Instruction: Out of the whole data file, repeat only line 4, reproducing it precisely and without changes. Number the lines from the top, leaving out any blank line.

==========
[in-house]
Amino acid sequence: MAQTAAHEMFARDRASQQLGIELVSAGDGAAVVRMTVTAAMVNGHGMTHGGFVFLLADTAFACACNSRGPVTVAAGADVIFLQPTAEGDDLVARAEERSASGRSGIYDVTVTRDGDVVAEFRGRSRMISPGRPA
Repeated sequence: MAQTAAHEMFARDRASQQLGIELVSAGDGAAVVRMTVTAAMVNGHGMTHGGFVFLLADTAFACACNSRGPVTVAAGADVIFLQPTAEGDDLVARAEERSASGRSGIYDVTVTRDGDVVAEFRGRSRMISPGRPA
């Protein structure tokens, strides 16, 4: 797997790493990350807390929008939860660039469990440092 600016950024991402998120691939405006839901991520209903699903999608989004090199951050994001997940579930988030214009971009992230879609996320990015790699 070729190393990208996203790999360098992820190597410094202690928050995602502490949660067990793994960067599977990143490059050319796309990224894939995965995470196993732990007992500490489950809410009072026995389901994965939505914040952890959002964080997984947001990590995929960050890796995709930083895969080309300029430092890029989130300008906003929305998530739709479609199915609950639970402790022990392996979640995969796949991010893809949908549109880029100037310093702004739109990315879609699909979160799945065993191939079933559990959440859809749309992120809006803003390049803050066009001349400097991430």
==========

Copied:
């Protein structure tokens, strides 16, 4: 797997790493990350807390929008939860660039469990440092 600016950024991402998120691939405006839901991520209903699903999608989004090199951050994001997940579930988030214009971009992230879609996320990015790699 070729190393990208996203790999360098992820190597410094202690928050995602502490949660067990793994960067599977990143490059050319796309990224894939995965995470196993732990007992500490489950809410009072026995389901994965939505914040952890959002964080997984947001990590995929960050890796995709930083895969080309300029430092890029989130300008906003929305998530739709479609199915609950639970402790022990392996979640995969796949991010893809949908549109880029100037310093702004739109990315879609699909979160799945065993191939079933559990959440859809749309992120809006803003390049803050066009001349400097991430």